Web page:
Who has come to slay the dragon?

… continued

Who’s come to slay the dragon?
Come to watch him fall?
Making arrows out of pointed words
Giant killers at the call?
Too much fuss and bother
Too much contradiction and confusion
Peel away the mystery
Here’s a clue to some real motivation

All there really is
The two of us
And we both know why we’ve come along
Nothing to explain
It’s a part of us
To be found within a song

(Different Strings, Rush)

In highschool, I played the role of Nicola in a production of Arms and the Man, by George Bernard Shaw. It’s a story which asks the question of whether there really can be heroes in a war, and who those heroes really are. Nicola is the servant of the house, who believes that he will marry Louka, who is a servant girl. Louka was played by Yvonne, who, although I wouldn’t say was my first girlfriend, was certainly the first girl I kissed.

NICOLA. Be warned in time, Louka: mend your manners. I know the
mistress. She is so grand that she never dreams that any servant
could dare to be disrespectful to her; but if she once suspects
that you are defying her, out you go.

LOUKA. I do defy her. I will defy her. What do I care for her?

NICOLA. If you quarrel with the family, I never can marry you.
It’s the same as if you quarrelled with me!

LOUKA. You take her part against me, do you?

I can still see the fire in her eyes when she said that. I, the humble, subservient servant, content, even happy with my place. She, the much younger, feisty servant girl, but with dreams of being something more.

Louka, in turn, is in love with Sergius. And Sergius is pledged to marry Raina. Sergius is the great war hero, come back from the war with great gallant stories of leading a charge into the teeth of the enemy. Or, if we believe the tale of another man who was at the charge, his horse got spooked and charged, while Sergius tried unsuccessfully to stop its charge.

MAN. You never saw a cavalry charge, did you?

RAINA. How could I?

MAN. Ah, perhaps not–of course. Well, it’s a funny sight. It’s like slinging a handful of peas against a window pane: first one comes; then two or three close behind him; and then all the rest in a lump.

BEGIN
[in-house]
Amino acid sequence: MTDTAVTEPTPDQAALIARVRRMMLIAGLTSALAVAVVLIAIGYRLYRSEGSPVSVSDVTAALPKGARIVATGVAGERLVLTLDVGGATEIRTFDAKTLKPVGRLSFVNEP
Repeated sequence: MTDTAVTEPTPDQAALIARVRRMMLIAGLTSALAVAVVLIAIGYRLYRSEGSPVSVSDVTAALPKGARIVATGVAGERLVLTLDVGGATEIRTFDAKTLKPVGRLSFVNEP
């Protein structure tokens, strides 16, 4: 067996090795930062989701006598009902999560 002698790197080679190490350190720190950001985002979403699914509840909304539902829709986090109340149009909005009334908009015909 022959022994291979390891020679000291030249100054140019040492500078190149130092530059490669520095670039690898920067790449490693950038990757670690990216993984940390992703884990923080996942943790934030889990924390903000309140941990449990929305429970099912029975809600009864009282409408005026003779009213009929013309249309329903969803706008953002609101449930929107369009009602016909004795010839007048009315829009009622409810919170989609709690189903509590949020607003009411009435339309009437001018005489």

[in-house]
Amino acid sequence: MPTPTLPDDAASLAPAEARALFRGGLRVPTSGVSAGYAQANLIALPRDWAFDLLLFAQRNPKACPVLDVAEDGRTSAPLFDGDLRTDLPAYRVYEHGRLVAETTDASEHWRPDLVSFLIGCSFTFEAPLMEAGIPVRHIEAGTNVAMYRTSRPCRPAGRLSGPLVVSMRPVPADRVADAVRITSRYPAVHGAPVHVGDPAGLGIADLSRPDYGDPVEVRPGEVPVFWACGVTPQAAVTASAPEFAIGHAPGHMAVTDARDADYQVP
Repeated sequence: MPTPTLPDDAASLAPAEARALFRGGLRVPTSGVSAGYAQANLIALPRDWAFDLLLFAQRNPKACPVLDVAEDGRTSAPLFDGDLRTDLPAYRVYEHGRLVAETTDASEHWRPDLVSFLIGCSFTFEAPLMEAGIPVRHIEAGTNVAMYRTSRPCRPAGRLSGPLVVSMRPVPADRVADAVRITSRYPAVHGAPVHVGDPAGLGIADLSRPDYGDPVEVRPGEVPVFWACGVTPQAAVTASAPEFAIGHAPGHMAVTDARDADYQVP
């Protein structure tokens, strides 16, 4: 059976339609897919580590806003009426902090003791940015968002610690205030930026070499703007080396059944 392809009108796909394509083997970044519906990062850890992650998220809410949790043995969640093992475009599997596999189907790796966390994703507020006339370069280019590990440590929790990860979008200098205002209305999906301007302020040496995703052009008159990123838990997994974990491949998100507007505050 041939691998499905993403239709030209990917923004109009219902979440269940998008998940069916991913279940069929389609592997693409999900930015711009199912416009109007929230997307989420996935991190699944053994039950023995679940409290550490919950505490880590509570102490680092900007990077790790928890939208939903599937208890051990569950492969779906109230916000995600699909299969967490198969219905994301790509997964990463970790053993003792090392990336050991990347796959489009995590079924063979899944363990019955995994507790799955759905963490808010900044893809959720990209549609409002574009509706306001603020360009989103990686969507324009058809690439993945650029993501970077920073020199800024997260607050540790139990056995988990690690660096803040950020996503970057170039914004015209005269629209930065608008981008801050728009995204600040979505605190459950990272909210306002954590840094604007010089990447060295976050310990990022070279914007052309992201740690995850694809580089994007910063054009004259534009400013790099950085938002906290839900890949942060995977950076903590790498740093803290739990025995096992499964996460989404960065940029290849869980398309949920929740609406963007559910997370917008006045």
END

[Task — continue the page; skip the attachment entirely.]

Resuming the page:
RAINA (her eyes dilating as she raises her clasped hands ecstatically). Yes, first One!–the bravest of the brave!

MAN (prosaically). Hm! you should see the poor devil pulling at his horse.

RAINA. Why should he pull at his horse?

MAN (impatient of so stupid a question). It’s running away with him, of course: do you suppose the fellow wants to get there before the others and be killed?

Sergius was played by Modupe, who went on to join his country’s army, and, as far as I can gather, served at least bravely enough to make some dangerous enemies.

We would sit back stage between scenes, and this was the song that was playing. How we could completely ignore the play when we were not on, I’m not quite sure. We would sit on the mats which were on the little side-stage, off stage right, and whisper and joke while the show went on, on the main stage.

I liked the soft boot so much that I wore them much of that school term, even when not in practice. They were soft black leather boots, with soft soles. Very comfortable. And one day, Ms. Bakhda caught Modupe and me wearing our boots, rather than shoes which she considered more appropriate for school uniform, and gave us quite a talking to. Modupe was never one to take gently to being told off, and was more than a little disgruntled at this treatment. I wonder where he is, and what he’s doing now.

I don’t remember who played ‘The Man’. He, of course, ends up winning Raina’s heart, and Sergius marries Louka. Poor Nikola.

What happened to our innocence
Did it go out of style?
Along with our naivete
No longer a child
Different eyes see different things
Different hearts beat on different strings
But there are times
For you and me, when all such things agree